Oldham Athletic . .0
IF LATER today Norwich City find themselves still within touching distance of Manchester United and Aston Villa, it will be more through the generosity of an own goal by Oldham's Nick Henry than their own efficiency at Carrow Road yesterday.
A capacity crowd and a glorious afternoon deserved something better than a match that once again emphasised the fact that in this Premier League teams chasing the title and those with only safety to pursue are divided more by mathematics than ability.
Even so, there is no avoiding giving Norwich their marks for tenaciously clinging on in the race, while Oldham yesterday showed that with some reinforcement in attack they might have overcome their own ill-luck and improved their worsening chances of avoiding relegation.
Apart from looking after themselves, most of all this weekend Norwich want Manchester United and Villa to punch holes in one another's title hopes. Their ideal scenario was victory yesterday and a draw at Old Trafford this afternoon. The first part came after an untidy struggle of a game and the second is not an unreasonable prediction.
How Norwich had relished seeing United lose to Oldham and Villa do everything but score against Tottenham while their own Ruel Fox was quietly keeping up the pressure by scoring the winning goal for them at Sheffield United. But in this unpredictable season their curious defeat by Queen's Park Rangers last weekend had been infuriating and brought more premature notices of lost hope; understandable at the time since they had eked only five points from six games and injuries were multiplying.
While this is the time when injuries dictate to ambition, Norwich had managed to restore to health their important midfield influence, Ian Crook, and the central defender John Polston. 'Some of the other clubs make such a fuss about their injuries,' Mike Walker, the manager, said. 'But we just get on with it.'
Getting on with beating Oldham posed more problems than they expected. In spite of electing to have only Ian Olney permanently stationed in attack, Oldham still caused the Norwich defence to scramble unimpressively before and after the 13th minute when they suffered the own-goal misfortune that proved so costly.
The goal might never have happened had Henry not made sterling efforts to get in the way of a shot from David Phillips which otherwise would never have ended in the net.
Curiously, confidence did not blossom out of Norwich's advantage. Their midfield and defence continued to make hideous errors and Henry made several determined attempts to compensate for being the unwitting cause of Oldham's problems. David Smith blocked the first of his shots, but the second, from only six yards, was effectively stopped by Brian Gunn, who looked daggers at every so-called friend in sight.
It seemed throughout that Oldham's own worst enemy was their lack of attacking ambition. Often they came out of defence apparently full of optimism, but the home penalty area seemed to be a psychological barrier to their progress which, considering the uncertainty of the Norwich defence, was a pity. Nevertheless Oldham dominated possession over the last 15 minutes of the first half and most of the second.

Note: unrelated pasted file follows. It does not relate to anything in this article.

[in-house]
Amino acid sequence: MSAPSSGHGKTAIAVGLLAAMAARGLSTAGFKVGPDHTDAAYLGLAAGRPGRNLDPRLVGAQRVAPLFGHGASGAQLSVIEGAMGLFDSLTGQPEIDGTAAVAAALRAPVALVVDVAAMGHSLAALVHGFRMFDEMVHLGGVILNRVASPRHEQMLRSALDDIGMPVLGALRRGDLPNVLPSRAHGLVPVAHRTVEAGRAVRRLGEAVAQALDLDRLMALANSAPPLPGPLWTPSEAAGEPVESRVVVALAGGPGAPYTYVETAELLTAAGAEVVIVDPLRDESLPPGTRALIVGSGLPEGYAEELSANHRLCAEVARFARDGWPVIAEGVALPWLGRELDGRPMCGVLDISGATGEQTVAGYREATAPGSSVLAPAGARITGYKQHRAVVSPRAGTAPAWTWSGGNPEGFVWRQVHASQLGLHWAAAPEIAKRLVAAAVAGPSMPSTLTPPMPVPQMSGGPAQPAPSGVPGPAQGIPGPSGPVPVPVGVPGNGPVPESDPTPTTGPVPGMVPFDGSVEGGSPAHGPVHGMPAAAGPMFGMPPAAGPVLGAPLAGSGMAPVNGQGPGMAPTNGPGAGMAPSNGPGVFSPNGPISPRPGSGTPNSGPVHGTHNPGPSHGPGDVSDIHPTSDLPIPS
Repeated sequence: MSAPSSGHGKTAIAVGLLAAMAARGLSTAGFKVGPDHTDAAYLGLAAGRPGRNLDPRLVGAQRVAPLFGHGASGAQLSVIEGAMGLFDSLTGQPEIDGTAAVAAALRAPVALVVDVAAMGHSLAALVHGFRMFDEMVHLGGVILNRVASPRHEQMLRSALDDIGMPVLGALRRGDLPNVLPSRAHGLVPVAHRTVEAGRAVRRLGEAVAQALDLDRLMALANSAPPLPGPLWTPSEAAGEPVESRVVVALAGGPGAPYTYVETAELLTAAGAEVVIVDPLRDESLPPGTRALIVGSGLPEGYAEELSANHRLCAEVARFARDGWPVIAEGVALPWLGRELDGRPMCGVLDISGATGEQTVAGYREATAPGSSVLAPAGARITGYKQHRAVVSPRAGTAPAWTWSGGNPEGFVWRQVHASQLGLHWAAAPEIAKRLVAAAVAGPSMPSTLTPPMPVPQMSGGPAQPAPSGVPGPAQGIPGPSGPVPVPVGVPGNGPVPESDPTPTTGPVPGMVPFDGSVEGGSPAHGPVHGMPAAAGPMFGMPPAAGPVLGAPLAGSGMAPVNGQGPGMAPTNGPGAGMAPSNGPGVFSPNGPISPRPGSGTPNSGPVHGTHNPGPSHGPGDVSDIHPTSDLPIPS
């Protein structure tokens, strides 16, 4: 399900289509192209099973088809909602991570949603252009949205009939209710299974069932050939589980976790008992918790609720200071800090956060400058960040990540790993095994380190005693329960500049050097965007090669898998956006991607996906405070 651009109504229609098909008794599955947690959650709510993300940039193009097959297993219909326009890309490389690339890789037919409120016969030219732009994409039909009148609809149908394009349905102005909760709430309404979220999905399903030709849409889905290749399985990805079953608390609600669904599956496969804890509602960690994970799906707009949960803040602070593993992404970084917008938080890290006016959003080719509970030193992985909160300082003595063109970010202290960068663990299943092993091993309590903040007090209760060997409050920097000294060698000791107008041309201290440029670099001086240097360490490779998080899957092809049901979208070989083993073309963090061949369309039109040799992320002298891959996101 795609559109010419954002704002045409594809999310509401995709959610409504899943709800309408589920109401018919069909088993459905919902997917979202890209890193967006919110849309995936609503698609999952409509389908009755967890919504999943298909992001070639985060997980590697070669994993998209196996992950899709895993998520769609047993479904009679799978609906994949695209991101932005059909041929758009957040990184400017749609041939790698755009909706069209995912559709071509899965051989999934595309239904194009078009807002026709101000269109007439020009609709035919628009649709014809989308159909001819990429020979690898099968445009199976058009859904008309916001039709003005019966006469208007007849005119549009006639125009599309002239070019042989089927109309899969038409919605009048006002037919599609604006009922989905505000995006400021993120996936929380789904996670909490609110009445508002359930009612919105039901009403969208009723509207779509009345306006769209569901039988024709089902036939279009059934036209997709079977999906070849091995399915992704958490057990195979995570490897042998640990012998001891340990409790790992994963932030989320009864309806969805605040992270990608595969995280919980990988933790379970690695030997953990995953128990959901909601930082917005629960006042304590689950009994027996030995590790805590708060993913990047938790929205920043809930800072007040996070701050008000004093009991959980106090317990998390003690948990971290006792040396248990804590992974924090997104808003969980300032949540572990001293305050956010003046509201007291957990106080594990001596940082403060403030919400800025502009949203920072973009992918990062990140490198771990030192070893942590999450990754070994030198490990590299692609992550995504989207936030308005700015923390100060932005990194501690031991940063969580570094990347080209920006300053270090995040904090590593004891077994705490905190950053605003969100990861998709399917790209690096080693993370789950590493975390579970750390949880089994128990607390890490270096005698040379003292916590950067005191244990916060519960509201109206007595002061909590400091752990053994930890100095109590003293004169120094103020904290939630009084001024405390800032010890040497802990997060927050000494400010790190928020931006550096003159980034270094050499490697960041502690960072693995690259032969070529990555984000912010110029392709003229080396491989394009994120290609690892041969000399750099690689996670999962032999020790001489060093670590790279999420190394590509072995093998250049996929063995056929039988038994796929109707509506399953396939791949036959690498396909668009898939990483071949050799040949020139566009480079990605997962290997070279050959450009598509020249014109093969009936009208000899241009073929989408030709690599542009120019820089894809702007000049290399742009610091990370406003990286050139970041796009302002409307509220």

Norwich resorted to counterattacking in which Fox found himself isolated with insufficient options and Mark Robins was subdued. Yet Oldham still failed to accept their own situation. This, after all, was a game they had to win, but even when they had control in the middle of the pitch, they seldom reinforced their attack.
Roger Palmer's arrival in the place of the industrious Neil Adams, who suffered a hideous, unpunished foul by Smith, added slightly to Oldham's pace upfront, but finally Norwich roused themselves and it was Smith who sparked the small, late revival when Oldham were wilting. His lightly floated centre was one of the game's rare subtleties, but Fox's header drifted over.
Smith persevered, coming back to nip round Mike Milligan. This time Paul Gerrard dived to parry and he did even better to push over a powerful shot, again from Smith. Finally, Robins broke through and his shot was deflected over the bar by Gerrard's hopefully outstretched hand. The hand of fate, though, had already gone against Oldham.
While admitting that it was not a memorable match, Walker said it was a case of the result being more important than the way it was achieved. What you wonder is whether the several hundred people given free seats yesterday came away sold on football even when it came without cost. The cost to the game of so many managers always believing that only the results matter is, of course, incalculable.
Norwich City: B Gunn; I Culverhouse, M Bowen, C Sutton, J Polston, D Smith, I Crook, C Woodthorpe, M Robins (L Power, 89 min), R Fox, D Phillips. Subs not used: J Goss, M Walton (gk). Manager: M Walker.
Oldham Athletic: P Gerrard; G Halle, N Pointon, N Henry, R Jobson, C Fleming, N Adams (R Palmer, 68 min), P Bernard, I Olney, M Milligan, M Brennan. Subs not used: S Redmond, J Keeley (gk). Manager: J Royle.
Referee: R Milford (Bristol).
Goal: Henry og (1-0, 13 min).Reuse content